The beginning of spring is an ideal time to get a head start on your yardwork. A little work now will spruce up the outside of your home, start your “spring cleaning” routine and make your summer yard chores easier.
The Consumer Price Index for All Urban Consumers (CPI-U) increased 0.2% in February, and was unchanged over the past 12 months. According to the latest release from the Bureau of Labor Statistics (BLS), the seasonally adjusted increase in February was broad-based, including energy.
After a few so-so years, the housing market and related stocks could be primed for a big 2015.
Next year is shaping up to be one of those rare times when strong economic growth is accompanied by low interest rates, the perfect mix for these names, according to a historical study of stock prices using Kensho, a quantitative tool used by hedge funds.
CNBC looked at the periods since 1980 when GDP was above 2 percent, yet the 10-year Treasury yield remained under 2.5 percent. In total, there has been about one year or four quarters of time when both these conditions were met and homebuilder stocks were far and away the standouts among stocks in the S&P 500.
The Multifamily Production Index (MPI), released today by the National Association of Home Builders (NAHB), reached 54 in the third quarter, four points below the previous quarter’s reading. This is the 11th consecutive quarter with a reading of 50 or above.
The MPI measures builder and developer sentiment about current conditions in the apartment and condominium market on a scale of 0 to 100. The index and all of its components are scaled so that any number over 50 indicates that more respondents report conditions are improving than report conditions are getting worse.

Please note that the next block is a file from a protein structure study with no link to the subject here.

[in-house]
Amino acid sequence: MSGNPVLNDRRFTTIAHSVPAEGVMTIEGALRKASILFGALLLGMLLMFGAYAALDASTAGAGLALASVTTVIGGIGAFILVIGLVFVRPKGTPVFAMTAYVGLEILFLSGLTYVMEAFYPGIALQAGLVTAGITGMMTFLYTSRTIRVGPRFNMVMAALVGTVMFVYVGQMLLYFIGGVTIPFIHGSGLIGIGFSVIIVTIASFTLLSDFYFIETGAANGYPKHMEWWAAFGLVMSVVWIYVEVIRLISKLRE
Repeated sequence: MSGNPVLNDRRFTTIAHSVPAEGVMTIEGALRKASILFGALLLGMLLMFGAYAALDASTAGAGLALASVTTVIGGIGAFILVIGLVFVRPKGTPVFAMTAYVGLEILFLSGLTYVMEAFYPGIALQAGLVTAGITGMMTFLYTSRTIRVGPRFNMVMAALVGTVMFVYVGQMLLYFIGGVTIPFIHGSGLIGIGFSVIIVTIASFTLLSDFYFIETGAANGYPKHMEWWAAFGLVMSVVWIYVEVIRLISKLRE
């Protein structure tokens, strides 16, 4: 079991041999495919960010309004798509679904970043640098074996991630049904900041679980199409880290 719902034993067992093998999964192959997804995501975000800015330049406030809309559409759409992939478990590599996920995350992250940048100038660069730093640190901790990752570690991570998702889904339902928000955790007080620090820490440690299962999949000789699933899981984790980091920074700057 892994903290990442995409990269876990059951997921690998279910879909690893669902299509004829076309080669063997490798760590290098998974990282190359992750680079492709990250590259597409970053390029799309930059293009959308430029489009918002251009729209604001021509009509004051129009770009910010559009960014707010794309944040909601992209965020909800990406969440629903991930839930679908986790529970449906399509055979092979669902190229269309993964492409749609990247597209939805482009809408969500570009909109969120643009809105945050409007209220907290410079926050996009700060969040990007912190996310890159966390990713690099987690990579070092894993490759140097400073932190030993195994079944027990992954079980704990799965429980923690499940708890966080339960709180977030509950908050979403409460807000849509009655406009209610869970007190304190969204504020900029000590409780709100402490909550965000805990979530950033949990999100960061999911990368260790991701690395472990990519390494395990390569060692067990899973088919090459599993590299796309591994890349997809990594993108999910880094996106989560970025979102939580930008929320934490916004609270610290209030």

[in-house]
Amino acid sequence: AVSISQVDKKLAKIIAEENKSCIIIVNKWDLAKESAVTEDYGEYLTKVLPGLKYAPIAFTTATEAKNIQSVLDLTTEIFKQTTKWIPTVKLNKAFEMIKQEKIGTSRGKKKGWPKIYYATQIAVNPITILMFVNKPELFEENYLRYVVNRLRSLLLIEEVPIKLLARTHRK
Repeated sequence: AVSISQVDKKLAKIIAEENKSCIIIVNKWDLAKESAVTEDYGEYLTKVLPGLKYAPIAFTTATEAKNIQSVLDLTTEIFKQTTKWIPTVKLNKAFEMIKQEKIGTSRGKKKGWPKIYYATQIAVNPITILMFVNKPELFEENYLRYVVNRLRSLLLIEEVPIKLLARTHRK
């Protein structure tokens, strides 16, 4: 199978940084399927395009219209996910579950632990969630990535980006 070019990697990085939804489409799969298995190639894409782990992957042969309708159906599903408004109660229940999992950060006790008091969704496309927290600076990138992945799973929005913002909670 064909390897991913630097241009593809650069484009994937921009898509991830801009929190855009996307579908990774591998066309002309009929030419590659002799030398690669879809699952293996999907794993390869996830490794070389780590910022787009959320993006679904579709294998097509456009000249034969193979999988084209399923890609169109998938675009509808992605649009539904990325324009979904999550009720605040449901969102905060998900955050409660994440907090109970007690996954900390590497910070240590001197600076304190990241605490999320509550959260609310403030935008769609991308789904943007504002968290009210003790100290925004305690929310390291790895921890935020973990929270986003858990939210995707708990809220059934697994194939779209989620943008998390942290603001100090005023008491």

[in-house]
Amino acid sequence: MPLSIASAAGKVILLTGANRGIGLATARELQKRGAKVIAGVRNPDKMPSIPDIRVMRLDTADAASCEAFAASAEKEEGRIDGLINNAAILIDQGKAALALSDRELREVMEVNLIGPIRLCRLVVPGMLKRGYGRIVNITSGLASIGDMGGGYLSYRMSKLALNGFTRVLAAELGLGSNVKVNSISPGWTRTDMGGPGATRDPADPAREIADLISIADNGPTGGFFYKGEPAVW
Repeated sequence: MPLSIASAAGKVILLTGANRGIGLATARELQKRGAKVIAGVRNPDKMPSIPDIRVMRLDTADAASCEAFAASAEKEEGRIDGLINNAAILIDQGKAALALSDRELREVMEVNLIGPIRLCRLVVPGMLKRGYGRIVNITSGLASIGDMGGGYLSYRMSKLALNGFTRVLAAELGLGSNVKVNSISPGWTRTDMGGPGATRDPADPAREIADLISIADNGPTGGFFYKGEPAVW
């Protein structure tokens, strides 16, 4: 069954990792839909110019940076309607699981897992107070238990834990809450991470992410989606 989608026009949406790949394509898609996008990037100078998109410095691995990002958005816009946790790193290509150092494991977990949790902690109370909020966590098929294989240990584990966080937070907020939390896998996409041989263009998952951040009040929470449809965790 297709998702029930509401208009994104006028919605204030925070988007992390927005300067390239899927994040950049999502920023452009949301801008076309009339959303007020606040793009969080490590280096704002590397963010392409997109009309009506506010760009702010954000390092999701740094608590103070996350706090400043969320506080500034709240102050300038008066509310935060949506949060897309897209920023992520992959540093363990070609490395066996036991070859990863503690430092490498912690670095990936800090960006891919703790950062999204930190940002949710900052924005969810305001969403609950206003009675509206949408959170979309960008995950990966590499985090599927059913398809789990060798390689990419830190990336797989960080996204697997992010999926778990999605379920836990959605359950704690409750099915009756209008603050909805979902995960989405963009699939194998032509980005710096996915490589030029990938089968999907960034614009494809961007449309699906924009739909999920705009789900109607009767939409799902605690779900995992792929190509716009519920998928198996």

Billboard ads are expensive to construct, maintain and rent, but they don’t serve any functional purposes — so Michal Polacek redesigned them to house the homeless.
His concept, called “Project Gregory,” would create wooden billboard structures fitted with noise and thermal insulation. They’d have two rooms: One with a table, two chairs and bed, the other with a toilet, sink and shower — all in less than 200 square feet.
Polacek, 26, came up with the concept as part of his master’s dissertation at the Academy of Art in Banksa Bystrica, Slovakia, about three years ago. He brought on Matej Nedorolík to help with communications (Polacek doesn’t speak English). The two also head up an architecture and design firm.
September new home sales were virtually unchanged from a revised August report. At an annual rate of 467,000, new home sales were the highest since July 2008. The August number was revised downward after an unusually large and unsustainable spike. Given the month-to-month variation in the series, a quarterly average may be clearer. The third quarter finished at 446,000 up 4.4% from the second quarter at 427,000 and the second quarter was within 1 percent of the first quarter.